Lennon’s “All You Need Is Love” became one of his best-known anthems. But he explored basically the same theme two years earlier with “The Word,” which also shows the Beatles’ overall sound becoming harder-edged as the ’60s progressed.
OK, so why do I rank “Rubber Soul” at a spot where 36 albums are ahead of it? Sorry, I’ve tried to warm up to “Michelle” for decades, but it’s one of the few Beatles songs that leaves me cold. Sure, it explores traditional French themes as opposed to the standard pop/rock of the time, which is interesting from a musical standpoint but hardly endears it to listeners who are prefer something a bit heavier.
Ringo Starr’s first Beatles co-composing credit appears on “What Goes On,” a relatively nondescript country-flavored tune that has its charms but isn’t quite the remedy for getting back on track after “Michelle.” Neither is “Girl,” though you have to like the “tit-tit-tit” backing vocals that escaped the censors.
McCartney redeems himself considerably with “I’m Looking Through You,” another jab at Jane through a relatively complex set of lyrics. Two distinct versions exist of the song, with the one that first was recorded serving as a sought-after collector’s item for decades, until “Anthology 2” made that moot.
Lennon’s much-heralded “In My Life” is one of the first of his many trips down memory lane, a bit more upbeat than, say, “Mother,” but still containing a fair amount of poignancy. “Some are dead and some are living,” for example, refers to Stuart Sutcliffe; it’s been conjectured that John always shouldered some of the blame for Stu’s early death.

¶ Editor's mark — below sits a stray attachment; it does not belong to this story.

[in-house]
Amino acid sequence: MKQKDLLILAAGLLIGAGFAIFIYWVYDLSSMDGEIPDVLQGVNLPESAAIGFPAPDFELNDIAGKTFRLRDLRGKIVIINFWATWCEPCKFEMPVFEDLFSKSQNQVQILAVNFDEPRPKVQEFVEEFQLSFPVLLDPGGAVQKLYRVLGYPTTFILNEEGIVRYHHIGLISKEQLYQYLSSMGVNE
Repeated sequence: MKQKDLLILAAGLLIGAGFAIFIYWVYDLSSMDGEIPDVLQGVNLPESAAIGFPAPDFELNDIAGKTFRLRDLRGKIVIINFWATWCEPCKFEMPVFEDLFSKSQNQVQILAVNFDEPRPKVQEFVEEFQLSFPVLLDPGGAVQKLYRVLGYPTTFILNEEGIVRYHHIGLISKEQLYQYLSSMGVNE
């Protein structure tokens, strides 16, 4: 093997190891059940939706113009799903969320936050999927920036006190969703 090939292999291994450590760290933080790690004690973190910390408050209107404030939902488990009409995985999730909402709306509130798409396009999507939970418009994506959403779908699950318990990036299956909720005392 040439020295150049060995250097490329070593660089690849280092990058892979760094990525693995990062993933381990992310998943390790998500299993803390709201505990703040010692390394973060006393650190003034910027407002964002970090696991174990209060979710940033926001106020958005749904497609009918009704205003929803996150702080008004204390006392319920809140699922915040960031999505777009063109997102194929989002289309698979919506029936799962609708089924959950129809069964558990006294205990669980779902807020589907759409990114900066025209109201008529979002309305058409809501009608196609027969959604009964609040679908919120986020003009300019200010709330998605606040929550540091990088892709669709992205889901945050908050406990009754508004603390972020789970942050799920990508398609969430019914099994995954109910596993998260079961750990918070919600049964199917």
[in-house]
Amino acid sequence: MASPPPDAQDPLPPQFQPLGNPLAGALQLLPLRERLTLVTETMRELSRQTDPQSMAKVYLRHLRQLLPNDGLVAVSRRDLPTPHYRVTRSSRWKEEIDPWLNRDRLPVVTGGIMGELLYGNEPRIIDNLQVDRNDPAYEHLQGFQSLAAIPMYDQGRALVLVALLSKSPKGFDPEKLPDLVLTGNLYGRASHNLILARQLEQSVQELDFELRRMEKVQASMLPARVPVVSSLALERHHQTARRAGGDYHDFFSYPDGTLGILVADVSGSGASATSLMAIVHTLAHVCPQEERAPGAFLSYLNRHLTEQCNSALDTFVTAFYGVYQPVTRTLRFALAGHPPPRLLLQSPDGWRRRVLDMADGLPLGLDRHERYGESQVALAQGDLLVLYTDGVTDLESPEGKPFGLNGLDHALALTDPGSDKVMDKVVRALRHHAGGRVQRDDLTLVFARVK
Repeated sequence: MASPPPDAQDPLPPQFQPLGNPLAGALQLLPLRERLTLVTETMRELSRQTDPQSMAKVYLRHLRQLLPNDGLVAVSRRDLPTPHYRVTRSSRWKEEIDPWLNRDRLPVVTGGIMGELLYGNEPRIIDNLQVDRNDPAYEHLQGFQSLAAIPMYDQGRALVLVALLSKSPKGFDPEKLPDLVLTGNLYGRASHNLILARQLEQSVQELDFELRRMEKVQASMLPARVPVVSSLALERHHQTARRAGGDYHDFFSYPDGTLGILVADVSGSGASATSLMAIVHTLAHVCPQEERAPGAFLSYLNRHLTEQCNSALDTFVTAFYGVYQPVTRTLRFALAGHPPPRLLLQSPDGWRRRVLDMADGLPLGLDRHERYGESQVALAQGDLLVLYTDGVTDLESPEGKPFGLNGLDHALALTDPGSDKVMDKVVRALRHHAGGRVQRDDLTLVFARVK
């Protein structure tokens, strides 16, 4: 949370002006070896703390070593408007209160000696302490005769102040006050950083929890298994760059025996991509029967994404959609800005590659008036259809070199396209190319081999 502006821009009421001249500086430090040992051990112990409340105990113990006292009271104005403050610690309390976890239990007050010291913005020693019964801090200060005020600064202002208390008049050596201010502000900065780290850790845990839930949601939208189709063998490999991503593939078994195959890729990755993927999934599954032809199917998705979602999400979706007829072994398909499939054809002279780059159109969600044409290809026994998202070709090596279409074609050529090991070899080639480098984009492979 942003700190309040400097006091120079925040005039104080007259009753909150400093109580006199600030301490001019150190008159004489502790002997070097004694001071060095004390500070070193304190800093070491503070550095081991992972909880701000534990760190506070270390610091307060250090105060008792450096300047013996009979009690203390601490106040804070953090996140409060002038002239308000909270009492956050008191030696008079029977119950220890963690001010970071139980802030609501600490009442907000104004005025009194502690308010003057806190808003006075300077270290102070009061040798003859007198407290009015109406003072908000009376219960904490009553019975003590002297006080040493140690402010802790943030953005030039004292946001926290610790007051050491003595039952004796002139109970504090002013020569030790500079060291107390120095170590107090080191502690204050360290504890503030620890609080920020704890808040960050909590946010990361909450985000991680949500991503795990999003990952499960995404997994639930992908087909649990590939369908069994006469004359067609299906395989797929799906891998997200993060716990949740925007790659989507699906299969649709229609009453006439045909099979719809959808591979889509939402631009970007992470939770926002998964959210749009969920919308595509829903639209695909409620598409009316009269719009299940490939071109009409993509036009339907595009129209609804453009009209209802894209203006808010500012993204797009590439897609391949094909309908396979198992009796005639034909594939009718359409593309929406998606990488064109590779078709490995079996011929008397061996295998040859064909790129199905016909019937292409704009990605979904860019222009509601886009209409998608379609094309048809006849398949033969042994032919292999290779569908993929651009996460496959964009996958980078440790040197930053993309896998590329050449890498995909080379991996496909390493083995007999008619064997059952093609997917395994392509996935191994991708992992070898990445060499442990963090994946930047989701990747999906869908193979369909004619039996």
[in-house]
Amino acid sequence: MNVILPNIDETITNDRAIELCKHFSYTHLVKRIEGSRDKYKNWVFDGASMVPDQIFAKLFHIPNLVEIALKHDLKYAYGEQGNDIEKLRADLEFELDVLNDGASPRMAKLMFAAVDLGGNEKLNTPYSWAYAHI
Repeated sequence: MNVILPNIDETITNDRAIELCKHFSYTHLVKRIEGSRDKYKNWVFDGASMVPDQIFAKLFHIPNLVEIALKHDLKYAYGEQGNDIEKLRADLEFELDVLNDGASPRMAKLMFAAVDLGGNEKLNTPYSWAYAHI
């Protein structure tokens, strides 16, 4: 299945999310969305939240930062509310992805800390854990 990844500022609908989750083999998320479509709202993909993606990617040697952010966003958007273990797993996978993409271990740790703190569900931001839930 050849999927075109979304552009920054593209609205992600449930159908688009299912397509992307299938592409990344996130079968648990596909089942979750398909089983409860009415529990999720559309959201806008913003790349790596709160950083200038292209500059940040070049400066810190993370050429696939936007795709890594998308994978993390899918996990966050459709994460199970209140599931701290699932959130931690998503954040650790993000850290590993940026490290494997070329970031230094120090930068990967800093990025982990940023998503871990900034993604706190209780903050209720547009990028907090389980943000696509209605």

When the Beatles were writing and recording what became “Rubber Soul,” they managed to come up with 13 new songs. The 14th, “Wait,” was an outtake from the “Help!” album, but the track tends to mesh seamlessly with most of the newer material.
Harrison’s “If I Needed Someone,” while not quite reaching the heights of “Think for Yourself,” still shows that he would have been the chief songwriter in just about any other rock band of the era.
The album closes with the tongue-in-cheek “Run for Your Life,” which is about as far removed thematically as you can get from tunes like “I Want to Hold Your Hand.” Lennon, who admitted nicking the opening line from Arthur Gunter’s “Baby, Let’s Play House” (as sung by Elvis Presley), ended up despising “Run for Your Life.” We’ll blame that development, like many others, on Yoko’s influence …
For the record (pun intended), the American “Rubber Soul” LP is a substantially different album from its British counterpart, containing two songs from the U.K. version of “Help!” – “I’ve Just Seen a Face” and “It’s Only Love” – while jettisoning “Drive My Car,” “Nowhere Man,” “What Goes On,” and “If I Needed Someone.”
By opening the album with “I’ve Just Seen a Face,” which sounds somewhat like Paul Simon compositions of the period (or vice versa), Capitol Records made the U.S. “Rubber Soul” appear to be more of a folk-rock album, to compete commercially with the likes of Bob Dylan and the Byrds on Columbia. Like the Beatles needed help with sales!
Seriously, whatever the version, “Rubber Soul” went to the top of the charts around the world, proving the Beatles could appeal to a more serious, mature audience than the screaming teeny-boppers who packed their concerts. In turn, that made the band members realize they probably didn’t need to be trying to perform in front of screaming teeny-boppers.
But that’s another story.